Although the researchers indicate that these results could be used to examine Fluvoxamine in a clinical setting for neurodegeneration, we know that many other diseases are associated with ER stress and Sigma-1 responses, including cardiovascular disease and obesity, suggesting a more broadscale therapeutic effect for Fluvoxamine and other possible SSRI’s through it’s alleviation of ER Stress.
There is a caveat to this study. The bar graph representation for many of these results are derived from the fluorescent immunoblot assays. Whether a computational technique was used to assess the intensity of the gels, the assays should be seen more as a qualitative representation. Unfortunately, many of these assays did not provide quantitative data and so the interpretation of these results may be influenced by bias (I’m sure many of you had difficulty discerning the different intensities between each bar in the gel- I certainly did!).
Nonetheless, I focused on this study solely because it provides the framework to examine Fluvoxamine’s relationship with Sigma-1, and it provides a basis to look into SARS-COV2’s role in eliciting ER Stress. Overall, Sigma-1 Receptors play a vital role in cellular homeostasis, and treatment to maintain such homeostasis may prove beneficial for a host of diseases including neurodegeneration and possibly viral infection.
Modulation of the Sigma-1 Receptor-IRE1 pathway is beneficial in preclinical models of inflammation and sepsis.(Rosen, et. al.)
Going along with the concept of inflammation is sepsis. Sepsis is an overwhelming response to an infection that results in hyper inflammation and multi-organ damage, usually leading to death (taken from Tufan et. al.):
Sepsis is the most common cause of emergency admission to the intensive care unit (ICU) and one of the major reasons for death among hospitalized patients in ICU [1,2]. The first sepsis definition was introduced in the early 1990s, and it has been updated over time by Surviving Sepsis Campaign (SSC) . The current definition alludes to sepsis as a life-threatening organ dysfunction caused by a dysregulated host response to infection. However, the definition of sepsis is a complex issue, and it should be emphasized that sepsis is a clinical syndrome that is determined by the characteristics of both causative pathogens and patients (including such variables as age, gender, genetics, and underlying disease).
The medical terminology for sepsis usually does not take viral infection into consideration as many viral infections don’t tend to cause sepsis. However, the COVID pandemic has reevaluated this concept, as the term sepsis now includes the inflammation commonly seen in severe COVID. The growing concerns over sepsis in relation to COVID would then point doctors to find possible therapeutic options.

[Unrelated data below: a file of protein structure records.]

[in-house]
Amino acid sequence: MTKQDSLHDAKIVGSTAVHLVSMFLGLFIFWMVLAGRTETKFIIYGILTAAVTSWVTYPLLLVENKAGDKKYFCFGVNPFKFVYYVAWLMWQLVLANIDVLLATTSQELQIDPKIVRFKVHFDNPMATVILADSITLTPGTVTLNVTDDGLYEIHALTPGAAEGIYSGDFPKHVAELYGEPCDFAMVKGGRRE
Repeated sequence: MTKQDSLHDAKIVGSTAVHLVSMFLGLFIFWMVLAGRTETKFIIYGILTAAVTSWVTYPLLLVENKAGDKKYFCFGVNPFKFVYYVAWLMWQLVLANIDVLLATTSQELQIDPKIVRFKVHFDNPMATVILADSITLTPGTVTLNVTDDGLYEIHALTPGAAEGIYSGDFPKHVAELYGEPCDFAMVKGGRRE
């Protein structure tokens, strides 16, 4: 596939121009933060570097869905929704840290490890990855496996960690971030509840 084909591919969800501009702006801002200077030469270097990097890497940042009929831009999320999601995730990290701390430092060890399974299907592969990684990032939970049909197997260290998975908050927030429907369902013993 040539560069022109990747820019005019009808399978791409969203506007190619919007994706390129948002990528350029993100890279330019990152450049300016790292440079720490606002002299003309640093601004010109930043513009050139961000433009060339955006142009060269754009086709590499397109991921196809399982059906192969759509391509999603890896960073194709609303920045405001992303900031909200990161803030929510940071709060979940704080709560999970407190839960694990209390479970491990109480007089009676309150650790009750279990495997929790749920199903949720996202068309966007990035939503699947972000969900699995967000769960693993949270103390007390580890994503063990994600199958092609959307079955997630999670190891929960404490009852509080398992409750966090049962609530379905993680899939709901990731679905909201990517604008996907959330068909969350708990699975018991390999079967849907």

This is the scenario seen with Dr. Lenze et. al., who pointed to this study as a reason to try Fluvoxamine in hospitalized COVID patients suffering from sepsis. Therefore, it would make sense to cover the study that led to the first clinical trials of Fluvoxamine.
Because of growing evidence of ER Stress’ role in inflammation, Rosen et. al. decided to examine the role of Sigma-1 receptors in sepsis and what possible therapeutics are available.
I will skip over the first few parts of the study, and refer you to the study for more information. Just know the researchers found that Sigma-1 interacts with the IRE1 pathway (remember that this is one of the signaling pathways for the UPR) by attenuating its signaling (Fig. 1 & 2, not included). Because the IRE1 pathway is involved with cytokine production during the UPR, expression of the Sigma-1 receptor is likely to reduce inflammation.
The first study to examine is one looking at knockout mice. In order to assess the role of SR1 in sepsis, researchers took both control mice (express SR1) and knockout mice (don’t express SR1) and provided them a lipopolysaccharide (LPS) endotoxin and measured their survivability (Fig. 3B). Researchers also examined the effects of fecal-induced periotinitis (FIP- a form of sepsis caused by fecal matter) and saw similar reduction in survivability in knockout mice (Fig. 3E). The results showed a significant reduction in survivability of knockout mice compared to normal mice. When examining pro-inflammatory biomarkers, the researchers also saw greater levels of biomarkers in knockout mice compared to normal mice. Altogether, the results show an important role of SR1 in alleviating sepsis.